The volume of goods shipped via the International North South Transport Corridor (INSTC), touted as an alternative to the Suez Canal, could almost triple over the next seven years, Russian Transport Minister Vitaly Saveliev said at the St. Petersburg International Economic Forum (SPIEF) on Thursday.
The INSTC is a planned 7,200km multi-mode transit system that will connect ship, rail, and road routes for moving cargo between Russia, Iran, Azerbaijan, India, and Central Asia.
Construction on the project began in the early 2000s, but efforts to develop it have intensified after Western sanctions forced Moscow to shift its trade flows from Europe to Asia, Africa and the Middle East.
The total cargo flow along the INSTC was 14.5 million tons in 2022, and the projection for this year is 17.6 million tons, Saveliev explained. By 2030, the volume is expected to reach 41 million tons, he added.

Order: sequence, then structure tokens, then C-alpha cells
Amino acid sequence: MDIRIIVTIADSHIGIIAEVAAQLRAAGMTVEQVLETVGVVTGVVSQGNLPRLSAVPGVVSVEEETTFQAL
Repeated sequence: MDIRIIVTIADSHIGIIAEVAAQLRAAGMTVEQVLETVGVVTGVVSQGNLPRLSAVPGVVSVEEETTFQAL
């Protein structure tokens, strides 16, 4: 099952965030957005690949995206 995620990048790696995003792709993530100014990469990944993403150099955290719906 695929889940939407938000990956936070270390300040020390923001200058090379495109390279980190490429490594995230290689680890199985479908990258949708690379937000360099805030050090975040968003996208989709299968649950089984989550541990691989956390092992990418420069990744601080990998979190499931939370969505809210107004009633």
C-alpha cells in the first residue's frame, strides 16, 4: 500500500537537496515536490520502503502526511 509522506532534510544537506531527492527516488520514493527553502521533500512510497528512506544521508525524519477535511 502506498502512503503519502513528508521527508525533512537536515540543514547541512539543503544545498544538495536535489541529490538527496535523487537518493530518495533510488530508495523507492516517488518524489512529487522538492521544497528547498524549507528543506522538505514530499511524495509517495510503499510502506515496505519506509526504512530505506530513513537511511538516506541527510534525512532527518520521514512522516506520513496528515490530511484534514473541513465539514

Currently, only some sections of the route are operational, with Russia and Iran agreeing last month to build a railway line to incorporate into it. Moscow plans to invest more than $3 billion in the expansion of the project by 2030.
Russia has repeatedly said that the route could become a substitute for the Suez Canal, the 193km sea-level waterway in Egypt that connects the Mediterranean Sea to the Red Sea. The popular route between Europe and Asia sees about 12% of global trade pass through it each day.
In March 2021, the Suez Canal was blocked for six days by a container ship that run aground. The obstruction cost global trade an estimated $9 billion a day.
Trade via the INSTC is expected to allow companies to cut shipping costs by about 50% and save up to 20 days of travel time compared to the Suez Canal route.